A former postal worker, who lived most his life traveling between Milan, Naples and Nocera, Ciro Califano has always had artistic ambitions. Even as a child, growing up in the Italian countryside, he always dreamed of exercising his talents and leaving his mark on the art world. And ten years ago, after his sons opened a local restaurant called “Cantina del Vescovo”(Bishop’s Cellar), he finally decided to exploit his gift as a sculptor. The fast accumulation of wine bottle corks was just the right pretext, and before he knew it, Ciro was creating cork miniature replicas of ancient wonders like the Roman aqueduct in Nimes, France, the Saracen Tower, the Church of Monte Albino, and many others.

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Awesome Joan of Arc Armor Made of Bicycle Tubes and Paper Mache

Did you ever find yourself wondering what Joan of Arc would have worn if she lived in modern times and rode a bicycle instead of a steed? Well, Grace Duval obviously did and she came up with an awe-inspiring upper-body armor made entirely of paper mache and bicycle inner tubes. Judging by how cool and detailed this thing looks, it’s clear the artist put a lot of work into this project, but the end result is simply incredible. I’ve see a lot of things made from tires, from crisis shoes to intricate sculptures, but this rubbery armor has to be the coolest thing yet. My hat’s off to Grace!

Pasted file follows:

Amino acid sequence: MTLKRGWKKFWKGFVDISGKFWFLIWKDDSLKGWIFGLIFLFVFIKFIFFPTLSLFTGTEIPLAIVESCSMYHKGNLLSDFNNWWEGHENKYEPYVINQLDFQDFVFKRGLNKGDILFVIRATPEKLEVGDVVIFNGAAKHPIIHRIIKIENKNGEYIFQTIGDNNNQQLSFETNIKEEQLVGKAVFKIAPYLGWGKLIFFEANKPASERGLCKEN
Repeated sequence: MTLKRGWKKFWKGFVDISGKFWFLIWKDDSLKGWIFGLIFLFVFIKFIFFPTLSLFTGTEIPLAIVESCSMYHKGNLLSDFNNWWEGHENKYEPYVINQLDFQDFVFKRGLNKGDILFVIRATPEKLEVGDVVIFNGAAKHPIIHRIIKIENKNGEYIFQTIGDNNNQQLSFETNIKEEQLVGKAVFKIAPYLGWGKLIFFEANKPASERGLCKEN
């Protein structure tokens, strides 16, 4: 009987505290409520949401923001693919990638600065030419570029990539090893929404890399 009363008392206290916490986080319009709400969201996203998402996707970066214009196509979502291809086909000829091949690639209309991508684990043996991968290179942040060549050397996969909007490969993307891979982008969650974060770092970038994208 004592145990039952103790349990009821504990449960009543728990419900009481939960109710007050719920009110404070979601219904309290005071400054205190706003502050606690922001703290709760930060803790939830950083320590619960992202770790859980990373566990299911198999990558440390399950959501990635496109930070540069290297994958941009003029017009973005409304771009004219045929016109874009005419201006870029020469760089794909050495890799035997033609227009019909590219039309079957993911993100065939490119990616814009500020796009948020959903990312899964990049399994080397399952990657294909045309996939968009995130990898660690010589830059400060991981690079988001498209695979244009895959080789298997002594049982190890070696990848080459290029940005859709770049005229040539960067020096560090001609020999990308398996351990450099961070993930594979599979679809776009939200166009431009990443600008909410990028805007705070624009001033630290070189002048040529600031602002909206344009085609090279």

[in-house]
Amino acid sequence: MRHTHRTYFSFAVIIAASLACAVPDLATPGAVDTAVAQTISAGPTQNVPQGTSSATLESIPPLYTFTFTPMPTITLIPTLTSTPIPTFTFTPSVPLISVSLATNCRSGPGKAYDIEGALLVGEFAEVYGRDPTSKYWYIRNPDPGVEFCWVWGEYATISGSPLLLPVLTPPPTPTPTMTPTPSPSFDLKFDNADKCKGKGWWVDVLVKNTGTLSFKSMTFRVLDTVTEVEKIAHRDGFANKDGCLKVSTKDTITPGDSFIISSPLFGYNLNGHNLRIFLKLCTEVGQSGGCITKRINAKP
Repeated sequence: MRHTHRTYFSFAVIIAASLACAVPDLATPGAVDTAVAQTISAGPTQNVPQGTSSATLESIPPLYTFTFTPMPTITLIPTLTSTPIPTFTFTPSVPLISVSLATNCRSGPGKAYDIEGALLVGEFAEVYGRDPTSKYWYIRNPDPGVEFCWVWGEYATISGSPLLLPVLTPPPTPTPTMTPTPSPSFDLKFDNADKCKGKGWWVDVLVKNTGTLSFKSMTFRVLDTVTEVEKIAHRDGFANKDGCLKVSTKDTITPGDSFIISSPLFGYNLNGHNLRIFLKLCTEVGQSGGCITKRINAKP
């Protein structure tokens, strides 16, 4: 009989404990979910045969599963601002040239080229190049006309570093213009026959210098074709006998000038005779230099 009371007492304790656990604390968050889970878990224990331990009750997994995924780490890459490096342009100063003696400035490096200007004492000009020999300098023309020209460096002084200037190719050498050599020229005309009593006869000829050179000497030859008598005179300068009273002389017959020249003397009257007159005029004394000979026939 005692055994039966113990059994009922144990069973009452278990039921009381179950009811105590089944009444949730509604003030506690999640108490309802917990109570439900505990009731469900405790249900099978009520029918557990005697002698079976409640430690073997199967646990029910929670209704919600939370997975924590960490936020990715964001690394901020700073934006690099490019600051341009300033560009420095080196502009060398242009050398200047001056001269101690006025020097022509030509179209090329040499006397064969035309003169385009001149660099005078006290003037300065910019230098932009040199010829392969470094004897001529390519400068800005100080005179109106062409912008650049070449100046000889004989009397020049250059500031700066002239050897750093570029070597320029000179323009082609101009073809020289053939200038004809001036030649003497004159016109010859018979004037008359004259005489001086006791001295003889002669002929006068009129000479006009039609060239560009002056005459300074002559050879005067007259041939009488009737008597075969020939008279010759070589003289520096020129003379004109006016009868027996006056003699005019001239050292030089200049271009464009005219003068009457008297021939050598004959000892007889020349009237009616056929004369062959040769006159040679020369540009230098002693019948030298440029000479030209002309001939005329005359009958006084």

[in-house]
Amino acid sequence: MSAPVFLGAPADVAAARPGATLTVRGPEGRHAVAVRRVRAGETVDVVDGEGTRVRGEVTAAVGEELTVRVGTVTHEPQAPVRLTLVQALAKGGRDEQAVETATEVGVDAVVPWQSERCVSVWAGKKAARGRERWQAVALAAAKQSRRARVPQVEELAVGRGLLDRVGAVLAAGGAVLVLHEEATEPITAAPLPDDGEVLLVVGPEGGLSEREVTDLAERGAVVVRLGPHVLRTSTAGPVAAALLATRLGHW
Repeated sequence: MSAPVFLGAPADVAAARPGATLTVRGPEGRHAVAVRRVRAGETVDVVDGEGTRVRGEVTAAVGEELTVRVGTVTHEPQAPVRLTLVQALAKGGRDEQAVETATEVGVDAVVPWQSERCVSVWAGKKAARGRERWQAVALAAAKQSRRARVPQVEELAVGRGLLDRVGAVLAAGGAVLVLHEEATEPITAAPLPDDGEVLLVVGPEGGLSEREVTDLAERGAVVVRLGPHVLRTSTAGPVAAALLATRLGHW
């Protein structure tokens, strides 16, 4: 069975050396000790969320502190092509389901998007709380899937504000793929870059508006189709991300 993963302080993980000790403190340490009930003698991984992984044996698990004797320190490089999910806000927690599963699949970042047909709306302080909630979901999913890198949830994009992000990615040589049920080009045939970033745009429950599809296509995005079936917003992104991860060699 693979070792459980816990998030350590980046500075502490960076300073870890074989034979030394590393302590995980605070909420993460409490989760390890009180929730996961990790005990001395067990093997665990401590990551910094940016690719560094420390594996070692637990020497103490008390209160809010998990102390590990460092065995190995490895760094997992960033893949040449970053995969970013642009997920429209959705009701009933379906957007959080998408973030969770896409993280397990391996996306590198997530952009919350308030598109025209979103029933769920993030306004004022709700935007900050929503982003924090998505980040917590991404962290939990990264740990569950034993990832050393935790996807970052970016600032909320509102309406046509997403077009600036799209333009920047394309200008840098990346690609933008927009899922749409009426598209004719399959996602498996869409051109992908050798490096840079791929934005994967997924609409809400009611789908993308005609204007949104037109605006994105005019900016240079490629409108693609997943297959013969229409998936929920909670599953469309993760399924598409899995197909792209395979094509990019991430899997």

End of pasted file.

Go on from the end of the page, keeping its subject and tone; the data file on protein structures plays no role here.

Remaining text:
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Pakistan’s Flamboyant Truck Art

It’s rich, it’s vibrant, it’s colorful. It’s Pakistani truck art.

Indeed, trucks in Pakistan are not just a means of transport, but pieces of art to be looked at and admired. What’s beautiful about this form of art is that it is intricate but uses simple designs in bright colors. Almost every inch of the truck is covered and everything redone, including the manufacturer’s logo. The paintings vary greatly, depending on what the owner would like to see. Some request portraits of their kids, and some want those of famous personalities. Others leave it to the artist’s discretion. Besides paintings, there are several other ornaments that adorn these large vehicles. For instance, some drivers like to have decorative chains attached to the bottom, so the trucks make a merry, jangling noise as they travel up and down highways. A few drivers prefer to have large, three-dimensional models of birds or animals attached to the side of their truck.

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The Beautiful Steampunk Cell Phones of Ivan Mavrovic